Published: 03/10/2002 Volume II2, No.5825 Page 26

Establishing a mentoring programme for new consultants at one trust has proved a learning experience for all concerned.Eric Waters explains Ishall never forget my first day as a new consultant. It was in May 1985. I was Salisbury District Hospital's first ever accident and emergency consultant.

There was no-one to greet me. I just had to get on with it. At the end of my first day, a surgeon put his head round the door. 'If you have any problems, do feel free to drop in, ' he said.He was the only person to take the trouble to say that and I am forever grateful to him. I felt very, very alone.

Now we have an induction programme, but I felt for some time we needed more - something to make a real offer of friendship and support.

Then Dr Michael Durkin, director of clinical performance, Avon and Wiltshire workforce development confederation, told me about the mentoring programme he had started at Gloucestershire Hospitals trust when he was medical director there, and put me in touch with a company offering a day and a half-long course in mentoring skills for consultants.

A consultant who had been given a mentor said:

'Having a mentor, one feels there is a sounding board, confidant, giver of encouragement and, above all, a source of knowledge.My mentor has been a constructive, critical friend who challenges, coaches and helps to develop greater self-confidence.'

I wrote to our consultants asking for volunteers to take the course. I said the purpose of the mentoring scheme would be to give newly appointed consultants a confidential source of knowledge, advice and support and help them find their way in the trust. I reminded them how vulnerable a new consultant is both personally and professionally and that the scheme could contribute to our clinical governance programme.

The response was encouraging. I got 11 volunteers and their responses invariably began, 'If only I had had someone to talk to.'

The masterclass in mentoring, a one-day course, was an intensive learning experience for us.

We had two facilitators who were experienced at board level in the NHS and private sector.We analysed the role of the mentor and the structure of a mentoring session, discussed and practised mentoring skills, including how to listen, question, give feedback and build a relationship.

We also gained insights into our own and others' personality types through discussion of the MyersBriggs personality inventory we had completed before the course.Myers-Briggs is a personality test widely used in professional development questionnaires and we found the results fascinating.We also felt it helped us develop our mentoring skills.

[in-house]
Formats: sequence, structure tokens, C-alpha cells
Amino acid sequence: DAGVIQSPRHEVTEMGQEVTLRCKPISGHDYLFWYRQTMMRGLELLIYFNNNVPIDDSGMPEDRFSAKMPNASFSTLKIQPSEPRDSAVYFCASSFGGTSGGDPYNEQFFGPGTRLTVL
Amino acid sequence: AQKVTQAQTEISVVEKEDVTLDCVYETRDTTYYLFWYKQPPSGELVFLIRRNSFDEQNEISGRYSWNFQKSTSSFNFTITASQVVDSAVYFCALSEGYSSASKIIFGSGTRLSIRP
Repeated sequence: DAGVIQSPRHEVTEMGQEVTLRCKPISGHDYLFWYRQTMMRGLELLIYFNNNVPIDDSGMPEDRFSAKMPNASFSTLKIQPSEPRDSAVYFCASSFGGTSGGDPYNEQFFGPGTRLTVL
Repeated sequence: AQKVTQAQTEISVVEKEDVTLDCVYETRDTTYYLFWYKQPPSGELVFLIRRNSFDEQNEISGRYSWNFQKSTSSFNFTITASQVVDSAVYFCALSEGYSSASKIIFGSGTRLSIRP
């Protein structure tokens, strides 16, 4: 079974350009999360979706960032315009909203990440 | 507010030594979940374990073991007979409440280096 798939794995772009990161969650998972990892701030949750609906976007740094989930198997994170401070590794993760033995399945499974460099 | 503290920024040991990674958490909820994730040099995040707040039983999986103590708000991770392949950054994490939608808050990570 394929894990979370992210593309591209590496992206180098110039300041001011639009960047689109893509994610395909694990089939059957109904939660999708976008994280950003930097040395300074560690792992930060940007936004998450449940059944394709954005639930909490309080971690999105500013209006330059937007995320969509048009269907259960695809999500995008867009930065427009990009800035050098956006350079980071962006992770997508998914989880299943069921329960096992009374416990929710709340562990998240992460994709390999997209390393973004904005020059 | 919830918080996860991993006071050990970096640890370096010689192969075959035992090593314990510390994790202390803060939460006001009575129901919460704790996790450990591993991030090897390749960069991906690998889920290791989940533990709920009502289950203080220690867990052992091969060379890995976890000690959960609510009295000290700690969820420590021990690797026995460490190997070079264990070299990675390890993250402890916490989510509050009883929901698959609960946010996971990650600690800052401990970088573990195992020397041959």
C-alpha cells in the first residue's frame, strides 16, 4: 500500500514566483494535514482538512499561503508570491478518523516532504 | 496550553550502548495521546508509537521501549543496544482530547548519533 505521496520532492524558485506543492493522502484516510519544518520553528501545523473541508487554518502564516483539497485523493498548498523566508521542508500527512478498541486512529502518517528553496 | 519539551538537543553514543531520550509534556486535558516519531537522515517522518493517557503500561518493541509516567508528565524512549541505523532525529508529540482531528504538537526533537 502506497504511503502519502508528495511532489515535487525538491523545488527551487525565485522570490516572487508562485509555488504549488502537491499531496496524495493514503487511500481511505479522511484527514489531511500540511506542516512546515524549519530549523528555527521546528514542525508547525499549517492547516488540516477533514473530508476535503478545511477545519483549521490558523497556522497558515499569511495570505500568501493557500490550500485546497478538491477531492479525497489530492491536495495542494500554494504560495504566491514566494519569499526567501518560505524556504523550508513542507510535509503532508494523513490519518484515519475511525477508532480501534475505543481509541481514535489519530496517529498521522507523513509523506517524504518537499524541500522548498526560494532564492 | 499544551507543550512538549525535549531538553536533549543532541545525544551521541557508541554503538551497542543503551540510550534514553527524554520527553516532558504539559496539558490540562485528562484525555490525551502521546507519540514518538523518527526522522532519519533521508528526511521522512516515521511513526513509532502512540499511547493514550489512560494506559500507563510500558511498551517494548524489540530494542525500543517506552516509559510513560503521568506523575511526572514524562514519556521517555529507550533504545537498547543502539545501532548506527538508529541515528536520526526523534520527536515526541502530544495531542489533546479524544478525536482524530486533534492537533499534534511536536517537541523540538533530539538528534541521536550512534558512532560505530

Each participant had already agreed who they would mentor.The task was for each of us to get in touch and hold two mentoring sessions before the follow-up course, which was scheduled for two months later.

I was nervous about whether the volunteer mentors would have time to attend, but they all came to the follow-up course and all completed one or two mentoring sessions.We shared our experiences and the facilitators presented case studies of mentoring experiences in other trusts, some of which posed challenging ethical dilemmas. By the end of the morning we had agreed how our scheme would work.

We would need enough trained mentors to offer a choice to each newly appointed consultant.

We agreed to meet in six months' time to monitor progress and improve our skills.

Looking round the room, I felt I had gained much support.

I had 11 consultants, trained and enthusiastic to act as mentors.The chances were that a lot of the problems that might otherwise end up at my door would be picked up and nipped in the bud.

And, in helping the individual consultants, the mentors would also be helping the trust. But I had not appreciated some of the benefits the mentors themselves had derived from the course.

Several of the group made plans to meet again, to compare notes or seek advice on particular issues.

I knew many in the group had problems in relationships with colleagues and they freely acknowledged that they had learned a great deal from the course.One said that if I had asked for volunteers for a course in communication skills or people skills, they would probably not have come.

But the course had been about basic humanrelation skills and they had found it valuable.

Through the mentoring scheme, we hope to build a network of supportive, professional relationships that will help us work together better for the benefit of our patients.

It will also ensure that no new consultant feels as alone as I did on that first day.

Eric Waters is medical director, Salisbury Health Care trust.